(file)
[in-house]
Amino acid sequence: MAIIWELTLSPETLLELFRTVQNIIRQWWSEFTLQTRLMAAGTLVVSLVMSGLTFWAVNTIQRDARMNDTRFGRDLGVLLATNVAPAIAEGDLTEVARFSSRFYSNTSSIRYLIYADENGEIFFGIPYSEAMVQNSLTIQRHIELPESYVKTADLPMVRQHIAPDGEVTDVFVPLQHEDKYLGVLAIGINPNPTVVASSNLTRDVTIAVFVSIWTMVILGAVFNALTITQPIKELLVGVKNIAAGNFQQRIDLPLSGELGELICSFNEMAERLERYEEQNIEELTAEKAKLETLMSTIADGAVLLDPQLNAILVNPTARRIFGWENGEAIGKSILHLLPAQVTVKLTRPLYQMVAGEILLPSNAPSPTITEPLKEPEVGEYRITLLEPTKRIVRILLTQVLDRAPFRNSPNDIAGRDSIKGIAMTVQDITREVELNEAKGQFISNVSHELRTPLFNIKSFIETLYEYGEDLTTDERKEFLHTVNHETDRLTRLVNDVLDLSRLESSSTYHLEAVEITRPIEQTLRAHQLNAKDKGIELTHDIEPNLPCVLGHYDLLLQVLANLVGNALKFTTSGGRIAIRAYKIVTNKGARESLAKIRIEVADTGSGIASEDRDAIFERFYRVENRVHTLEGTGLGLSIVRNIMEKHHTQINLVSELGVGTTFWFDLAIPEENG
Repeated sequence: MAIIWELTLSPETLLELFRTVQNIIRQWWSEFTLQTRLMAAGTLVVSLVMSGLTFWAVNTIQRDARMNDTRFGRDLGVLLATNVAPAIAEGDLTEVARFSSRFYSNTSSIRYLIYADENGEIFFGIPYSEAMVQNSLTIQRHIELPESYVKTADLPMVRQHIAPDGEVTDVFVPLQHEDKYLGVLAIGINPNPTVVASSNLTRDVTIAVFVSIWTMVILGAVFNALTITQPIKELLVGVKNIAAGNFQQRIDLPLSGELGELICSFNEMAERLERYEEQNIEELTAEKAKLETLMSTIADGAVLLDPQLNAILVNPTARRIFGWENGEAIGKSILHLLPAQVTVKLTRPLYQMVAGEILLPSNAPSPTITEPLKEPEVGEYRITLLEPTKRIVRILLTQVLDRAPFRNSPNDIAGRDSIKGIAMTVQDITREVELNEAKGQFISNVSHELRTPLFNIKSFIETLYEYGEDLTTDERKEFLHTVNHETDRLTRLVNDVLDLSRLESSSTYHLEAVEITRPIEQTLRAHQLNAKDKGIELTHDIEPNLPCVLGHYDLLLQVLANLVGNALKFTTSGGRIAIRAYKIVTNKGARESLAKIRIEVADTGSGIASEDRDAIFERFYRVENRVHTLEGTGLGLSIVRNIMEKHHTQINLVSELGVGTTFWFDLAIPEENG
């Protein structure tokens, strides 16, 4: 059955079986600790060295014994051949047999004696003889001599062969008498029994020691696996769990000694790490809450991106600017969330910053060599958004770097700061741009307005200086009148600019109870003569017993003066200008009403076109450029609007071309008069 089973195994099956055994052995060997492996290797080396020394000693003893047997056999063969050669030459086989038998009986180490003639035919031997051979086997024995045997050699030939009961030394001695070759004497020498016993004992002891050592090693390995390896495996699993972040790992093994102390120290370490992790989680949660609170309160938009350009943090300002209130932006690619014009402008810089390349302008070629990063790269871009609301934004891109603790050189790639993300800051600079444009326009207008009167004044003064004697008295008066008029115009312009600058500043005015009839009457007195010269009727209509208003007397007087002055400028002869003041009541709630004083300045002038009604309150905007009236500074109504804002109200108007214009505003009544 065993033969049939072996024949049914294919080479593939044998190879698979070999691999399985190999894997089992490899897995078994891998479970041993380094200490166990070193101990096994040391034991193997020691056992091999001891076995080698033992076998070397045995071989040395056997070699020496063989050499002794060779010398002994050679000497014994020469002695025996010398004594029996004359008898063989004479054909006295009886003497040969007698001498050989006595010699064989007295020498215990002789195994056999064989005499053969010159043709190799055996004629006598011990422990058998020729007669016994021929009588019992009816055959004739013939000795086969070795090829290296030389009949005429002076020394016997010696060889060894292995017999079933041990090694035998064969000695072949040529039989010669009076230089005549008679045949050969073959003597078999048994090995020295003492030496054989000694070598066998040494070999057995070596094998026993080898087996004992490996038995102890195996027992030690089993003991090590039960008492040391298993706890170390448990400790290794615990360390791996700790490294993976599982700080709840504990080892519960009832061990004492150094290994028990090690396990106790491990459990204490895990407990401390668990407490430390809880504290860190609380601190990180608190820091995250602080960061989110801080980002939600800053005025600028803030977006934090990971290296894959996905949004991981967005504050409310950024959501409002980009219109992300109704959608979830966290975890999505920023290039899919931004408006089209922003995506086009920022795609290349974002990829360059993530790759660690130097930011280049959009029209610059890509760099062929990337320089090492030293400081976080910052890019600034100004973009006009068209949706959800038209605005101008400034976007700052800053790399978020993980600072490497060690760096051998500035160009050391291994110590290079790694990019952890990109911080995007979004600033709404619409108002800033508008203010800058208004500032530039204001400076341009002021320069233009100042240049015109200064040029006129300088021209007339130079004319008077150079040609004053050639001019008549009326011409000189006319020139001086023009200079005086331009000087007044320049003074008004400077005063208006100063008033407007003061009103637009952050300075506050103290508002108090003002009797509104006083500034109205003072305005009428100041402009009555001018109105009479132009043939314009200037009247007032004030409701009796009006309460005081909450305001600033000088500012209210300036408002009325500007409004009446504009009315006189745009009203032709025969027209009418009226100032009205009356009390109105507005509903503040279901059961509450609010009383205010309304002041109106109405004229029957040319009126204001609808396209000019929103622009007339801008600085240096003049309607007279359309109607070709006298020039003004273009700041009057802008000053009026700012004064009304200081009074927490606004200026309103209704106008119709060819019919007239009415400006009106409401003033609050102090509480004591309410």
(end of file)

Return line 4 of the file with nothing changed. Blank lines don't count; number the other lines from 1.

């Protein structure tokens, strides 16, 4: 059955079986600790060295014994051949047999004696003889001599062969008498029994020691696996769990000694790490809450991106600017969330910053060599958004770097700061741009307005200086009148600019109870003569017993003066200008009403076109450029609007071309008069 089973195994099956055994052995060997492996290797080396020394000693003893047997056999063969050669030459086989038998009986180490003639035919031997051979086997024995045997050699030939009961030394001695070759004497020498016993004992002891050592090693390995390896495996699993972040790992093994102390120290370490992790989680949660609170309160938009350009943090300002209130932006690619014009402008810089390349302008070629990063790269871009609301934004891109603790050189790639993300800051600079444009326009207008009167004044003064004697008295008066008029115009312009600058500043005015009839009457007195010269009727209509208003007397007087002055400028002869003041009541709630004083300045002038009604309150905007009236500074109504804002109200108007214009505003009544 065993033969049939072996024949049914294919080479593939044998190879698979070999691999399985190999894997089992490899897995078994891998479970041993380094200490166990070193101990096994040391034991193997020691056992091999001891076995080698033992076998070397045995071989040395056997070699020496063989050499002794060779010398002994050679000497014994020469002695025996010398004594029996004359008898063989004479054909006295009886003497040969007698001498050989006595010699064989007295020498215990002789195994056999064989005499053969010159043709190799055996004629006598011990422990058998020729007669016994021929009588019992009816055959004739013939000795086969070795090829290296030389009949005429002076020394016997010696060889060894292995017999079933041990090694035998064969000695072949040529039989010669009076230089005549008679045949050969073959003597078999048994090995020295003492030496054989000694070598066998040494070999057995070596094998026993080898087996004992490996038995102890195996027992030690089993003991090590039960008492040391298993706890170390448990400790290794615990360390791996700790490294993976599982700080709840504990080892519960009832061990004492150094290994028990090690396990106790491990459990204490895990407990401390668990407490430390809880504290860190609380601190990180608190820091995250602080960061989110801080980002939600800053005025600028803030977006934090990971290296894959996905949004991981967005504050409310950024959501409002980009219109992300109704959608979830966290975890999505920023290039899919931004408006089209922003995506086009920022795609290349974002990829360059993530790759660690130097930011280049959009029209610059890509760099062929990337320089090492030293400081976080910052890019600034100004973009006009068209949706959800038209605005101008400034976007700052800053790399978020993980600072490497060690760096051998500035160009050391291994110590290079790694990019952890990109911080995007979004600033709404619409108002800033508008203010800058208004500032530039204001400076341009002021320069233009100042240049015109200064040029006129300088021209007339130079004319008077150079040609004053050639001019008549009326011409000189006319020139001086023009200079005086331009000087007044320049003074008004400077005063208006100063008033407007003061009103637009952050300075506050103290508002108090003002009797509104006083500034109205003072305005009428100041402009009555001018109105009479132009043939314009200037009247007032004030409701009796009006309460005081909450305001600033000088500012209210300036408002009325500007409004009446504009009315006189745009009203032709025969027209009418009226100032009205009356009390109105507005509903503040279901059961509450609010009383205010309304002041109106109405004229029957040319009126204001609808396209000019929103622009007339801008600085240096003049309607007279359309109607070709006298020039003004273009700041009057802008000053009026700012004064009304200081009074927490606004200026309103209704106008119709060819019919007239009415400006009106409401003033609050102090509480004591309410």